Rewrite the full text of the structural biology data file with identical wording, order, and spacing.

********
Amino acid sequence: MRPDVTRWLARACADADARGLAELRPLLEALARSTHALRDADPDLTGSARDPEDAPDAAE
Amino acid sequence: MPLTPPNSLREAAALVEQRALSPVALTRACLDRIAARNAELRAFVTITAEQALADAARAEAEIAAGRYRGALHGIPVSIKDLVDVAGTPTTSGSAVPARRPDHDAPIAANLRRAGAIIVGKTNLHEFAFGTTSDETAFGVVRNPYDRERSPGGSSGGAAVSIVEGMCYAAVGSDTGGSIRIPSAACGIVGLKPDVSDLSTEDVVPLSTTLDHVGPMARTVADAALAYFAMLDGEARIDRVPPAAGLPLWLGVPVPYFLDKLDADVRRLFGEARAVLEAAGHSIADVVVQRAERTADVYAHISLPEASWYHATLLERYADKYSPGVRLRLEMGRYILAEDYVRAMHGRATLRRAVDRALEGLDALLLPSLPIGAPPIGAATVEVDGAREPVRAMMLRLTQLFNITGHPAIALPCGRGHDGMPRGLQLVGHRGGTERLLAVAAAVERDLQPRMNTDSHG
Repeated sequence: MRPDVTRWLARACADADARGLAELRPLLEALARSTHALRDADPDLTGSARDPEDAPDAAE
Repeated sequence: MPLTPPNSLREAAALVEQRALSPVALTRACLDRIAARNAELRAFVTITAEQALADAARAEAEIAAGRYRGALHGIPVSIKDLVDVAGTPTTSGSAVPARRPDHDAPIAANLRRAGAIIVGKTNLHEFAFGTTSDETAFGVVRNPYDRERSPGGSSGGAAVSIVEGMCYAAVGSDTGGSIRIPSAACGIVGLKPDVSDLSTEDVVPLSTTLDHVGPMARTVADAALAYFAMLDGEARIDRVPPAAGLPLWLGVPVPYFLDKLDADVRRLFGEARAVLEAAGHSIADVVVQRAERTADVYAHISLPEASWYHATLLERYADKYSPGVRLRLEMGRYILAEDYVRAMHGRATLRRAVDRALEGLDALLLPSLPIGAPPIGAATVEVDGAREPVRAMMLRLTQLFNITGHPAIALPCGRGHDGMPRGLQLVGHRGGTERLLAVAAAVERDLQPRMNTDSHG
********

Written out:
Amino acid sequence: MRPDVTRWLARACADADARGLAELRPLLEALARSTHALRDADPDLTGSARDPEDAPDAAE
Amino acid sequence: MPLTPPNSLREAAALVEQRALSPVALTRACLDRIAARNAELRAFVTITAEQALADAARAEAEIAAGRYRGALHGIPVSIKDLVDVAGTPTTSGSAVPARRPDHDAPIAANLRRAGAIIVGKTNLHEFAFGTTSDETAFGVVRNPYDRERSPGGSSGGAAVSIVEGMCYAAVGSDTGGSIRIPSAACGIVGLKPDVSDLSTEDVVPLSTTLDHVGPMARTVADAALAYFAMLDGEARIDRVPPAAGLPLWLGVPVPYFLDKLDADVRRLFGEARAVLEAAGHSIADVVVQRAERTADVYAHISLPEASWYHATLLERYADKYSPGVRLRLEMGRYILAEDYVRAMHGRATLRRAVDRALEGLDALLLPSLPIGAPPIGAATVEVDGAREPVRAMMLRLTQLFNITGHPAIALPCGRGHDGMPRGLQLVGHRGGTERLLAVAAAVERDLQPRMNTDSHG
Repeated sequence: MRPDVTRWLARACADADARGLAELRPLLEALARSTHALRDADPDLTGSARDPEDAPDAAE
Repeated sequence: MPLTPPNSLREAAALVEQRALSPVALTRACLDRIAARNAELRAFVTITAEQALADAARAEAEIAAGRYRGALHGIPVSIKDLVDVAGTPTTSGSAVPARRPDHDAPIAANLRRAGAIIVGKTNLHEFAFGTTSDETAFGVVRNPYDRERSPGGSSGGAAVSIVEGMCYAAVGSDTGGSIRIPSAACGIVGLKPDVSDLSTEDVVPLSTTLDHVGPMARTVADAALAYFAMLDGEARIDRVPPAAGLPLWLGVPVPYFLDKLDADVRRLFGEARAVLEAAGHSIADVVVQRAERTADVYAHISLPEASWYHATLLERYADKYSPGVRLRLEMGRYILAEDYVRAMHGRATLRRAVDRALEGLDALLLPSLPIGAPPIGAATVEVDGAREPVRAMMLRLTQLFNITGHPAIALPCGRGHDGMPRGLQLVGHRGGTERLLAVAAAVERDLQPRMNTDSHG